Friday, September 30, 2016

American Kestrel and California Scrub Jay on the Tuolumne River

Lots of travels lately, so I haven't had many chances to explore the river in my own backyard, much less post pictures of birds in general. But this morning I got the chance and almost immediately noticed an American Kestrel (Falco sparverius) in the top of one of the dead oak trees. That wasn't unusual, but it was being mobbed a bit by two or three California Scrub Jays (Aphelocoma californica). I don't know what they were arguing about, but they all flew away when I walked under the tree.

You haven't heard of a California Scrub Jay before? That might be because it has only been a species for less than a year. Those in charge of such things decided in 2016 that two races or subspecies of the Western Scrub Jay were actually distinct species. The California Scrub Jay ranges across the coastal mountains of Baja, California, Oregon and Washington, while the Woodhouse's Scrub Jay ranges across the interior states of Nevada, Utah, Colorado, Arizona, and New Mexico. The California Jays have a slightly hooked beak that allows for attacking acorns while the Woodhouse's beak is straighter, allowing them to dig out pine nuts from cones.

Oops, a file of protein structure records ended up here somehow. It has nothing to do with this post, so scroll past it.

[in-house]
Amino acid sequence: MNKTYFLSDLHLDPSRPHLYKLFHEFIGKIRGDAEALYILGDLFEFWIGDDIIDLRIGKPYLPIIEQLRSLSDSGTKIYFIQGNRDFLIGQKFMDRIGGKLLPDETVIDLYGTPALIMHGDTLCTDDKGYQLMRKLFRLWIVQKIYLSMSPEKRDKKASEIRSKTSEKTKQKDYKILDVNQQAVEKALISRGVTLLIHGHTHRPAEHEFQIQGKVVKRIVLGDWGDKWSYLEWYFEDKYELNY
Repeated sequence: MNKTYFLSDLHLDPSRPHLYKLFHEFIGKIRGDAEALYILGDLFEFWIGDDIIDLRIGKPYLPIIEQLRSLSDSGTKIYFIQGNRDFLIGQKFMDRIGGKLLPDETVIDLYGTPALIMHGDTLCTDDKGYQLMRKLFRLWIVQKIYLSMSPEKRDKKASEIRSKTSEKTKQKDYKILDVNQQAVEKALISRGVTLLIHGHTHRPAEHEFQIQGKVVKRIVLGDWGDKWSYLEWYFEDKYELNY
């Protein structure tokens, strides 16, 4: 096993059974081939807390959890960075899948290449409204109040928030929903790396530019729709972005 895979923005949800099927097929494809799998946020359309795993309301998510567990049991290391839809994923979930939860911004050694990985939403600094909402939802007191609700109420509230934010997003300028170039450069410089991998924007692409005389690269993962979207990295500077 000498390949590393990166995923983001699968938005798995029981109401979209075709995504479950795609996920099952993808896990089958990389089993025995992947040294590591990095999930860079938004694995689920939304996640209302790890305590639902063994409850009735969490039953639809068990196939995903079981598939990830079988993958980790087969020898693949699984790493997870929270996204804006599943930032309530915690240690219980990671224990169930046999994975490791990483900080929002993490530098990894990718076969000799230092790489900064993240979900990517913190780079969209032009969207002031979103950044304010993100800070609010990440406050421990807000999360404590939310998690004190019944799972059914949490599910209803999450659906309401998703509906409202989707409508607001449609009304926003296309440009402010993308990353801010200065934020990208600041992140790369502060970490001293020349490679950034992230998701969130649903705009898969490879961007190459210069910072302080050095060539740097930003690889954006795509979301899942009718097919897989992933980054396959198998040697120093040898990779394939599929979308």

No comments:

Post a Comment